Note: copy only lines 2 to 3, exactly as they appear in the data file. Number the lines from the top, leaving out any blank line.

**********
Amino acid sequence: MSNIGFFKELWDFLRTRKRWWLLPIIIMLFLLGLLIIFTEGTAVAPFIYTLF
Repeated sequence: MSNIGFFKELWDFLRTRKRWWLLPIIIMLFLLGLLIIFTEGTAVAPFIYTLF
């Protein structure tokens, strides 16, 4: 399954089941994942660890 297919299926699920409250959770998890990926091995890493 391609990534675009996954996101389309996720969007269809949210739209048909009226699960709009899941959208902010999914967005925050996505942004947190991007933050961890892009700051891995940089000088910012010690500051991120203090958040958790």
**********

Repeated sequence: MSNIGFFKELWDFLRTRKRWWLLPIIIMLFLLGLLIIFTEGTAVAPFIYTLF
């Protein structure tokens, strides 16, 4: 399954089941994942660890 297919299926699920409250959770998890990926091995890493 391609990534675009996954996101389309996720969007269809949210739209048909009226699960709009899941959208902010999914967005925050996505942004947190991007933050961890892009700051891995940089000088910012010690500051991120203090958040958790």